Thursday, September 6, 2012

Unconscious Competence

I had an interesting chat with my dad today, somewhat centered around this idea--unconscious competence. It's of some note today that many people--and I should qualify that by saying a great number of people I've come into contact with who also happen to be right around my demographics--aren't merely impressed when someone knows their stuff.  Rather, they are completely flabbergasted.  It's like magic to them when someone simply knows the answer to a question.

Now, I'm the kind of guy who sort of expects this from people, in a limited way.  When I ask a plumber about fixing the pipes, I imagine his answer will be sound and to the point, and the problem will be solved.  If I ask my physicist friend about how lasers work, I can reasonably expect an enlightening lecture beginning with the dual, wave-particle nature of light (you can perhaps see from my make-believe that I am not unconsciously competent at physics).

We're in an era when a broader sense of capability seems to be disappearing.  It began with the specialization of labor.  No wasted motion on the assembly line; you do one thing, and you do it for 8-10 hours every day.  Here's an example of what I mean by "capability disappearing:" colleges are running first-year introductory courses to doing your laundry.  I find this remarkable, and I'm not a laundry wizard myself.  No, what this says to me is something a little more pervasive.  I don't expect your average college freshman guy to know exactly how much soap to use, or the reason for separating lights and darks, or the rationale behind hand-washing cashmere sweaters.  That's all ok, I'll give them a pass.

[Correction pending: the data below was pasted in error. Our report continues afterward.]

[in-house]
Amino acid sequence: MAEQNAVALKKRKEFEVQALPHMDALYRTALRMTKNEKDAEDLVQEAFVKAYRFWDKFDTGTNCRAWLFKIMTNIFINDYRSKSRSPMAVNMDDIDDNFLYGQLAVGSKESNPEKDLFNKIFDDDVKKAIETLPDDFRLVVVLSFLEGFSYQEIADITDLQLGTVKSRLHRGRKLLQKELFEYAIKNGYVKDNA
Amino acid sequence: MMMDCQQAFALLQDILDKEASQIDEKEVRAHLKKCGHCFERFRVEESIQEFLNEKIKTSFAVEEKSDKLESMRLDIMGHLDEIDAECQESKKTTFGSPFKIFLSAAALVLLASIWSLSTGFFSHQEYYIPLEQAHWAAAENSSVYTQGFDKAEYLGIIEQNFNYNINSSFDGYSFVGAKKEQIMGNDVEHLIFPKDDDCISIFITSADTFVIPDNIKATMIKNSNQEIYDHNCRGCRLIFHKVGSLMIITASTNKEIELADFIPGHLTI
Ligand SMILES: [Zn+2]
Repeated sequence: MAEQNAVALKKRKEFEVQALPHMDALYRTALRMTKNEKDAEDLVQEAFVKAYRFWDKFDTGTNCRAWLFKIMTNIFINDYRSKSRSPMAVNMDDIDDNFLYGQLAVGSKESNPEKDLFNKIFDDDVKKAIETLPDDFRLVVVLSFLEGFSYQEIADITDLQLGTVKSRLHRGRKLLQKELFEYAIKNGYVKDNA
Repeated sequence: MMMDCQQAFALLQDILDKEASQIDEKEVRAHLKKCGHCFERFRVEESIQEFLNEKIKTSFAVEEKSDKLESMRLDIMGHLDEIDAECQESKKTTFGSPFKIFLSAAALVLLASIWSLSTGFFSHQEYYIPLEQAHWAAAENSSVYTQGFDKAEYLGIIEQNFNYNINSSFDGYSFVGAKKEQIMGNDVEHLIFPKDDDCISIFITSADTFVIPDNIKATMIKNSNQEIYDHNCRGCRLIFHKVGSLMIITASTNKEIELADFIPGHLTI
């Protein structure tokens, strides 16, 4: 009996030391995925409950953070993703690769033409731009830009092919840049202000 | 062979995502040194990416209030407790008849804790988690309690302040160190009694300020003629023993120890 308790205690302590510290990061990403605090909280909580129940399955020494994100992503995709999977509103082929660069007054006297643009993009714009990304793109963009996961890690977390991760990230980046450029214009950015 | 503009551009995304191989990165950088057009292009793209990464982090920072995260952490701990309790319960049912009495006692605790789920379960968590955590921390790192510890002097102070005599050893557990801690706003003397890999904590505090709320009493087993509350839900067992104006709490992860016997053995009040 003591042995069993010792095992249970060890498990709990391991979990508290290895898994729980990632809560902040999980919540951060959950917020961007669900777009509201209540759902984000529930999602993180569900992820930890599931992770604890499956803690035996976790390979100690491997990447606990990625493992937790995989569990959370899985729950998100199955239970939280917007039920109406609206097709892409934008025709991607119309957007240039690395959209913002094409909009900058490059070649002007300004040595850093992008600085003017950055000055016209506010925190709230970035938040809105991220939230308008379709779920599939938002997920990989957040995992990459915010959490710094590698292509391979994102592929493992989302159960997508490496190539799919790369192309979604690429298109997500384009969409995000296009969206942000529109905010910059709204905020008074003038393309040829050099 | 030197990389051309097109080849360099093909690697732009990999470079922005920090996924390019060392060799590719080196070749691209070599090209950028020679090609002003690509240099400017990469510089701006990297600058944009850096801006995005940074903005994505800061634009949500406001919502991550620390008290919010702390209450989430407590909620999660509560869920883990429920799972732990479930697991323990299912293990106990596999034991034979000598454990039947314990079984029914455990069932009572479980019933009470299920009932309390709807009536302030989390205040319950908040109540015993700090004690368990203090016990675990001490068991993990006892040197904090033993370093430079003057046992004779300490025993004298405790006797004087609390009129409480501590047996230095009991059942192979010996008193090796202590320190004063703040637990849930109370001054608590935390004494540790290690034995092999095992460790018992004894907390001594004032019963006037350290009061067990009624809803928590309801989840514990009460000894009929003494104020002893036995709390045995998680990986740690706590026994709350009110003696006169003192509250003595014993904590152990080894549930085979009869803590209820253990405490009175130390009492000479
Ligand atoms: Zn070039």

What worries me is that they can't even read the directions!  Directions printed on the washing machine, listed on the side of their bottle of Tide, and if that wasn't enough, sewn into every single piece of clothing they own! 

What worries me is that this sort of behavior--which extends far beyond the laundry room--is indicative of complete unwillingness to problem-solve and an inability to think critically about...anything (possibly).

This piece could very easily drift into faux-nostalgia for a time when "men were men" and could just do stuff.  I don't want it to go there--though certainly when I think about all the things my mom and dad, and even more so my grandparents just seem to know how to do, I sort of want it to go there.  Surely, everybody knows how to do some things.  Some kids are just great with computers, others really do get how to build things solidly.  They seem to be able to do some of these things without formal training.  It's not really until school that young people find some subject of interest, and start to build a working knowledge of it.  This isn't bad, in itself.

My concern with writing this started out being a sense of general in-capacity.  What I think, over the course of these short paragraphs, has really started to bother me, is that this sort of system we're in is one in which a natural curiosity about the world and all the things, situations, people, places, and whatever else, is prized.  My composition students were awed by the fact that I seemed to know everything about everything.  I'm not saying that I do, but when they would choose their own paper topics, I would usually have something intelligent to say about that topic.  They couldn't understand how I knew those things--I'm an English teacher, and that's it.  I tried to tell them, the world is a fascinating place, full of compelling people doing some truly amazing things--why wouldn't I want to know about them all?

What happened to natural and creative curiosity?  Did anything happen to it, or am I just missing it?

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